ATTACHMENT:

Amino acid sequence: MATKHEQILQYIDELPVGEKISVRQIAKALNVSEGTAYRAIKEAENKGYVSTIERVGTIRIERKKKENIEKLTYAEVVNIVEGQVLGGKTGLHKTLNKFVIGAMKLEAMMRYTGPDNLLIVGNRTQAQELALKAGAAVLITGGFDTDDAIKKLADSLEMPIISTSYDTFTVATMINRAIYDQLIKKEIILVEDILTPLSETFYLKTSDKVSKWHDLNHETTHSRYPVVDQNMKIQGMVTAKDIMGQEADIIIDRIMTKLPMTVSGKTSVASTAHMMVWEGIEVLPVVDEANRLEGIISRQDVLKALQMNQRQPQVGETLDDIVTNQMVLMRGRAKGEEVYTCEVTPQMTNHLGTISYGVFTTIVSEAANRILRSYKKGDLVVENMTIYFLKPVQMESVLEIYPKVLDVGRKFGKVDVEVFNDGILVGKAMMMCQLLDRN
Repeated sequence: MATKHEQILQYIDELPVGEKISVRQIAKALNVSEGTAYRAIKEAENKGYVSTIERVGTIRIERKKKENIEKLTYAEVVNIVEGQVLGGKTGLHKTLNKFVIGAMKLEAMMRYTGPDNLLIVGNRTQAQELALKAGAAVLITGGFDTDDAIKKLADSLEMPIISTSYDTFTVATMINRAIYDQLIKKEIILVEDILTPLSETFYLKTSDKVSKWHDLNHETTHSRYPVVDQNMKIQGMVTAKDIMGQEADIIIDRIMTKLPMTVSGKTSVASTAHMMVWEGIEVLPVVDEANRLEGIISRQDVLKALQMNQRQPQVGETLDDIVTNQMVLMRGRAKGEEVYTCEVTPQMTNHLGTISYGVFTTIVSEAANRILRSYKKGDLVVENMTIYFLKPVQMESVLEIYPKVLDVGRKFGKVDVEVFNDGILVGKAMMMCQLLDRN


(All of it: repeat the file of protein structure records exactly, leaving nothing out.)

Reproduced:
Amino acid sequence: MATKHEQILQYIDELPVGEKISVRQIAKALNVSEGTAYRAIKEAENKGYVSTIERVGTIRIERKKKENIEKLTYAEVVNIVEGQVLGGKTGLHKTLNKFVIGAMKLEAMMRYTGPDNLLIVGNRTQAQELALKAGAAVLITGGFDTDDAIKKLADSLEMPIISTSYDTFTVATMINRAIYDQLIKKEIILVEDILTPLSETFYLKTSDKVSKWHDLNHETTHSRYPVVDQNMKIQGMVTAKDIMGQEADIIIDRIMTKLPMTVSGKTSVASTAHMMVWEGIEVLPVVDEANRLEGIISRQDVLKALQMNQRQPQVGETLDDIVTNQMVLMRGRAKGEEVYTCEVTPQMTNHLGTISYGVFTTIVSEAANRILRSYKKGDLVVENMTIYFLKPVQMESVLEIYPKVLDVGRKFGKVDVEVFNDGILVGKAMMMCQLLDRN
Repeated sequence: MATKHEQILQYIDELPVGEKISVRQIAKALNVSEGTAYRAIKEAENKGYVSTIERVGTIRIERKKKENIEKLTYAEVVNIVEGQVLGGKTGLHKTLNKFVIGAMKLEAMMRYTGPDNLLIVGNRTQAQELALKAGAAVLITGGFDTDDAIKKLADSLEMPIISTSYDTFTVATMINRAIYDQLIKKEIILVEDILTPLSETFYLKTSDKVSKWHDLNHETTHSRYPVVDQNMKIQGMVTAKDIMGQEADIIIDRIMTKLPMTVSGKTSVASTAHMMVWEGIEVLPVVDEANRLEGIISRQDVLKALQMNQRQPQVGETLDDIVTNQMVLMRGRAKGEEVYTCEVTPQMTNHLGTISYGVFTTIVSEAANRILRSYKKGDLVVENMTIYFLKPVQMESVLEIYPKVLDVGRKFGKVDVEVFNDGILVGKAMMMCQLLDRN